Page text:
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Nuclear Nonproliferation Policy
The mission of the Nuclear Nonproliferation Policy Division (NNPD) is to promote the peaceful use of nuclear technology while simultaneously preventing the diversion and misuse of nuclear material and technology through appropriate safeguards and security, and promotion of nuclear nonproliferation policies. To achieve this mission, the objectives of the NNPD are to: Promote policy that discourages the proliferation of nuclear technology and material to inappropriate entities. Provide information to ANS members, the technical community at large, opinion leaders, and decision makers to improve their understanding of nuclear nonproliferation issues. Become a recognized technical resource on nuclear nonproliferation, safeguards, and security issues. Serve as the integration and coordination body for nuclear nonproliferation activities for the ANS. Work cooperatively with other ANS divisions to achieve these objective nonproliferation policies.
2021 ANS Winter Meeting and Technology Expo
November 30–December 3, 2021
Washington, DC|Washington Hilton
The Standards Committee is responsible for the development and maintenance of voluntary consensus standards that address the design, analysis, and operation of components, systems, and facilities related to the application of nuclear science and technology. Find out What’s New, check out the Standards Store, or Get Involved today!
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INL captures one dramatic second of a fuel rod test in slow motion
Idaho National Laboratory recently released footage of a new experiment at its Transient Reactor Test Facility (TREAT) that simulates what happens to a nuclear fuel pin when it starts to overheat. Go to Twitter for the original post, or cut to the chase and watch a 14-second clip on YouTube.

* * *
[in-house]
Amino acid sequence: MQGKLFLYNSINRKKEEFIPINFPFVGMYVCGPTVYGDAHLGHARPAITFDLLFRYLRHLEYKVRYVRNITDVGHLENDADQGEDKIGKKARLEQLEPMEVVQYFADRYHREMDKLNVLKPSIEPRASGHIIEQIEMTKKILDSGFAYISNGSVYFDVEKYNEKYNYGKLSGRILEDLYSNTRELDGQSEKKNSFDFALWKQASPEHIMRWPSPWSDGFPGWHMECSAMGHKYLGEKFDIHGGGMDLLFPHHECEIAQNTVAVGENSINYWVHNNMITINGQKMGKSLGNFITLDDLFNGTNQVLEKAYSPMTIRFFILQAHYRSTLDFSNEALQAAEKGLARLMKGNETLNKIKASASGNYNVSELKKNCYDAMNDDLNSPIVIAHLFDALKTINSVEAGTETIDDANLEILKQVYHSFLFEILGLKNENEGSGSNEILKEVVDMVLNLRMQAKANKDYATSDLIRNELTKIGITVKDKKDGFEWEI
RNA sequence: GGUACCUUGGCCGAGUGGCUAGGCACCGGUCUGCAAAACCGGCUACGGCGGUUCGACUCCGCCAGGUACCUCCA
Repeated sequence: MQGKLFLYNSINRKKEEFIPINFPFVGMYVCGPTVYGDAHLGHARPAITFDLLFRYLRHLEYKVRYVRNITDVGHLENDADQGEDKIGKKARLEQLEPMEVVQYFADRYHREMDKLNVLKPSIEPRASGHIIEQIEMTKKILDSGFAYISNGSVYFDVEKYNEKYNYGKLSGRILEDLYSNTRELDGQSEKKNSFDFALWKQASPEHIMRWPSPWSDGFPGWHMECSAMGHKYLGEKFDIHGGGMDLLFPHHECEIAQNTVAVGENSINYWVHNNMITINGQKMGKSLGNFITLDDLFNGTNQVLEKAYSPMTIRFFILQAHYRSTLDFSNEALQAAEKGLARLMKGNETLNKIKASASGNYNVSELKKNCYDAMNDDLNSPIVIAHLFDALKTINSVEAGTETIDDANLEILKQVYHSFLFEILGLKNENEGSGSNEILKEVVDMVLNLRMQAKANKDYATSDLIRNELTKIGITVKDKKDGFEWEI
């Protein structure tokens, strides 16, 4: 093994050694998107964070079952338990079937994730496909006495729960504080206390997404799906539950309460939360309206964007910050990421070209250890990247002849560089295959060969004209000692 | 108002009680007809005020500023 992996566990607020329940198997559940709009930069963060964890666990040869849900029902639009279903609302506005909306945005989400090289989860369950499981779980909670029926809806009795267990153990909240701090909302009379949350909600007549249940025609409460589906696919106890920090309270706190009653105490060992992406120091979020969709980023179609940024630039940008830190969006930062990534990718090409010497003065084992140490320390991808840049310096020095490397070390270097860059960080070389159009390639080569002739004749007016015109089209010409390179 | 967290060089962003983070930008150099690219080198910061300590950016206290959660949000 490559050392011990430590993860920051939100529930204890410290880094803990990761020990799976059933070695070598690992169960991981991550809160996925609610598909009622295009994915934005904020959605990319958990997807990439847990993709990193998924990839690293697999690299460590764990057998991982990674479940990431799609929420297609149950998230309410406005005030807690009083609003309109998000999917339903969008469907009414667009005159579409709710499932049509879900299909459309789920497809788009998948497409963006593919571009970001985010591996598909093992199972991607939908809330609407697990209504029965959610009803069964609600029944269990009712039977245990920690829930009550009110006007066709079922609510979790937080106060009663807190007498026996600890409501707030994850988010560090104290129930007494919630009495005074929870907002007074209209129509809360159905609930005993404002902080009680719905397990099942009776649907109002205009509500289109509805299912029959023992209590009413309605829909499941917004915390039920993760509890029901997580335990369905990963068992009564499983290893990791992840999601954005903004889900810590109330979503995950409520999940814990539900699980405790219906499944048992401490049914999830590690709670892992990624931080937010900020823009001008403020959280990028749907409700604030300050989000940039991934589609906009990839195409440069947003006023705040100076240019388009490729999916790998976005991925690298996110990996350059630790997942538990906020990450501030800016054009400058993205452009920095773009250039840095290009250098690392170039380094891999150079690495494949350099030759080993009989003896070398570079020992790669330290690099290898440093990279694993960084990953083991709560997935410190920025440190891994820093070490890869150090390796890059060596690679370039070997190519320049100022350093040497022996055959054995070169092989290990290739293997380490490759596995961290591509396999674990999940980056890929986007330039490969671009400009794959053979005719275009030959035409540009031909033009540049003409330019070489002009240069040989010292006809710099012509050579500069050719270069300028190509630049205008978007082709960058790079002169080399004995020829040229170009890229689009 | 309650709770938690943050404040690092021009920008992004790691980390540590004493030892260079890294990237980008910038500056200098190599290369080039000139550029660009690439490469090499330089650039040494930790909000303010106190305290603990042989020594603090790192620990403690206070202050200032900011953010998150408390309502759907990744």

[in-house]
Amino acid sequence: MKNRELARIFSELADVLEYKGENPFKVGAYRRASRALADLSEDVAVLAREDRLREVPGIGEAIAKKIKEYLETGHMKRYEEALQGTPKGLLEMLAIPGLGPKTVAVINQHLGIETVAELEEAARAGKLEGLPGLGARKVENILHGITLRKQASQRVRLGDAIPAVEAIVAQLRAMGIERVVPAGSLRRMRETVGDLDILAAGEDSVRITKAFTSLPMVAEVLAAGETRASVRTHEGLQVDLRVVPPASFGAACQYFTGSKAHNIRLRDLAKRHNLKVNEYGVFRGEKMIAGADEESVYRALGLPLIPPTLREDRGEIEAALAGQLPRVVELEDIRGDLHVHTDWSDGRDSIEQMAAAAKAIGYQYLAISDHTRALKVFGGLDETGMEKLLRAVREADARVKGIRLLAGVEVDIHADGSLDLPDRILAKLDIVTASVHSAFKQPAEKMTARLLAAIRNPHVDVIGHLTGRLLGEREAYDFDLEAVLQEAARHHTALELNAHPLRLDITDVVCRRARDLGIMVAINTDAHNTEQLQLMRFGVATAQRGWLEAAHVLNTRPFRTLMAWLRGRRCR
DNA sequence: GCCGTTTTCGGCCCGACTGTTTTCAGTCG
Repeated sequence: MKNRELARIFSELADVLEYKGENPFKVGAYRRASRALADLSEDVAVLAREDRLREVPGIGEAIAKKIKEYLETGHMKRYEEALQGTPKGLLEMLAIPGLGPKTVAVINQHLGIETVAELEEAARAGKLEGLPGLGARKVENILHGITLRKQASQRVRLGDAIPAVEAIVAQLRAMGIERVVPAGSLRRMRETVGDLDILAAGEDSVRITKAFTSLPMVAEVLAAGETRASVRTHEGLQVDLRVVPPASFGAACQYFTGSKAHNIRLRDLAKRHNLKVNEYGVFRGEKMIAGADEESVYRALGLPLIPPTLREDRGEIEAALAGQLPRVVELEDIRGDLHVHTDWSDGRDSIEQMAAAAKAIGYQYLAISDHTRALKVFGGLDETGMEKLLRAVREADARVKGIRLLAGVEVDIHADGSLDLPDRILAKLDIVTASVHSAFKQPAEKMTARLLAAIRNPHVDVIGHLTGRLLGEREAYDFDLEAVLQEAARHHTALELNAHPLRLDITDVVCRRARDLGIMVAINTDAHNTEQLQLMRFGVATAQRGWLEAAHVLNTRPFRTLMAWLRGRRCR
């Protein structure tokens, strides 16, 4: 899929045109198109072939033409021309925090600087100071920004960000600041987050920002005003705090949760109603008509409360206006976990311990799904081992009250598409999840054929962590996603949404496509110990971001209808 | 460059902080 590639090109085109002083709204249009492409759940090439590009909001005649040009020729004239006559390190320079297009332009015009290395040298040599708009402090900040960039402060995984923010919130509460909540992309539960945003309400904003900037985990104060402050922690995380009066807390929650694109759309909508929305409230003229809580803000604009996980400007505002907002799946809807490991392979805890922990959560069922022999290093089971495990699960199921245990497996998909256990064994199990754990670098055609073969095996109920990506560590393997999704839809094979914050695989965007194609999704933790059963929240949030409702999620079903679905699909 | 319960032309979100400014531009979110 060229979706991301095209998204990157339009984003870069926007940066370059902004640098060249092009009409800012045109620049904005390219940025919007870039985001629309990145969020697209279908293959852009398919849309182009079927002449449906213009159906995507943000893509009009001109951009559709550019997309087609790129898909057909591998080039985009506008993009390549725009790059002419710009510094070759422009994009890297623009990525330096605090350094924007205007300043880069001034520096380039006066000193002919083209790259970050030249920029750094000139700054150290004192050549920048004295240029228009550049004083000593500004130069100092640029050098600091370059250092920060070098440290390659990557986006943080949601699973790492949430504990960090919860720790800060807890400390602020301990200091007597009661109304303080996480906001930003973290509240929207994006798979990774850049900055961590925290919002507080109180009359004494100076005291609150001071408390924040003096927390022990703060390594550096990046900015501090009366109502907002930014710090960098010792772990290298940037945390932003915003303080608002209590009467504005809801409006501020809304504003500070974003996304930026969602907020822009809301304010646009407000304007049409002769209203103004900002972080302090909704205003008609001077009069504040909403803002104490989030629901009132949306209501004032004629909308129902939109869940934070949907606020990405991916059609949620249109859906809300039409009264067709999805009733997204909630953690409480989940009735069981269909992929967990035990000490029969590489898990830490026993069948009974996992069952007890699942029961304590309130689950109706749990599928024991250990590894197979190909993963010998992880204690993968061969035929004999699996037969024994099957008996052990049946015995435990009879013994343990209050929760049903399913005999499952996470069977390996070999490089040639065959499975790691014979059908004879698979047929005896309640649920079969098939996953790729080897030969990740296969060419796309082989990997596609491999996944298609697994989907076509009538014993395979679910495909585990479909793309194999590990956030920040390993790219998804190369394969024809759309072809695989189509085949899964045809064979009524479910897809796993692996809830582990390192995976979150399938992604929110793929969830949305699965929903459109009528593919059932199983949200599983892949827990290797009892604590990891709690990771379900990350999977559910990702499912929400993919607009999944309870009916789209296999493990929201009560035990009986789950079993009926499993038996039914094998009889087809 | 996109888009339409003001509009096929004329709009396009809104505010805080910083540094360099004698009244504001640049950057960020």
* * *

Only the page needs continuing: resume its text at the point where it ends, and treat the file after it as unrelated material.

March 17, 2021|12:00–1:30PM (1:00–2:30PM EDT)
ANS Members Only
Radioactive waste is handled responsibly, safely, and securely around the world, though delays in taking the final step toward disposal of high-level wastes is still, generally, decades away. Important progress is being made in several countries, in particular Finland, Sweden, and France are moving forward towards the realization of such disposal facilities and countries like Belgium and Switzerland are following closely behind. Most other countries are trailing by more than two decades, as only generic designs for such disposal facilities are available, and the process towards the identification of a disposal site is yet to be started (or restarted).
This webinar provides an overview of the current progress and status of such disposal programs globally and the technical, socio-political, and regulatory timelines associated with such disposal facilities. The webinar also address the more recent considerations for a more integrated waste management policy seeking to optimize the overall management of all radioactive wastes requiring disposal.
John Kessler, J Kessler and Associates
Luc Van den Durpel, Nuclear-21
Rodney J. McCullum, Nuclear Energy Institute
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